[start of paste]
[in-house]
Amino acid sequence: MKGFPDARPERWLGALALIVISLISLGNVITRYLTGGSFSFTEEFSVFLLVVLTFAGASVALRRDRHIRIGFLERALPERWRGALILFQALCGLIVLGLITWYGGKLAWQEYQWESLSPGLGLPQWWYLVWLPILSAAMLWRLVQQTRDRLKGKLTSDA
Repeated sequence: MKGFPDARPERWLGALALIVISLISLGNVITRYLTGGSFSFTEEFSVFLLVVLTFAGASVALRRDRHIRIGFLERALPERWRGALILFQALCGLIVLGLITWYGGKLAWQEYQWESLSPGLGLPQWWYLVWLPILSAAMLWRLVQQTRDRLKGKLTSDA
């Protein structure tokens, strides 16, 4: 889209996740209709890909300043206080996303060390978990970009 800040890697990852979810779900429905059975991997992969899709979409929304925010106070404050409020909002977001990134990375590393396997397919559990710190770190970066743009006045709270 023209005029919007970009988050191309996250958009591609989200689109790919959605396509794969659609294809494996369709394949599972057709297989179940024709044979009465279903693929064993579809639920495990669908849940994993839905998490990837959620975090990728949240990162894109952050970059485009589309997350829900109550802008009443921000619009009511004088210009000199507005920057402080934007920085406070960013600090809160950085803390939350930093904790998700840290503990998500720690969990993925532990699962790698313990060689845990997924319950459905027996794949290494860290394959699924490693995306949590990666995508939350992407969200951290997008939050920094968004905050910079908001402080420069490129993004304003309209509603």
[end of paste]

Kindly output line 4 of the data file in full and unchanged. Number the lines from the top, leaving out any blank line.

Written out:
């Protein structure tokens, strides 16, 4: 889209996740209709890909300043206080996303060390978990970009 800040890697990852979810779900429905059975991997992969899709979409929304925010106070404050409020909002977001990134990375590393396997397919559990710190770190970066743009006045709270 023209005029919007970009988050191309996250958009591609989200689109790919959605396509794969659609294809494996369709394949599972057709297989179940024709044979009465279903693929064993579809639920495990669908849940994993839905998490990837959620975090990728949240990162894109952050970059485009589309997350829900109550802008009443921000619009009511004088210009000199507005920057402080934007920085406070960013600090809160950085803390939350930093904790998700840290503990998500720690969990993925532990699962790698313990060689845990997924319950459905027996794949290494860290394959699924490693995306949590990666995508939350992407969200951290997008939050920094968004905050910079908001402080420069490129993004304003309209509603």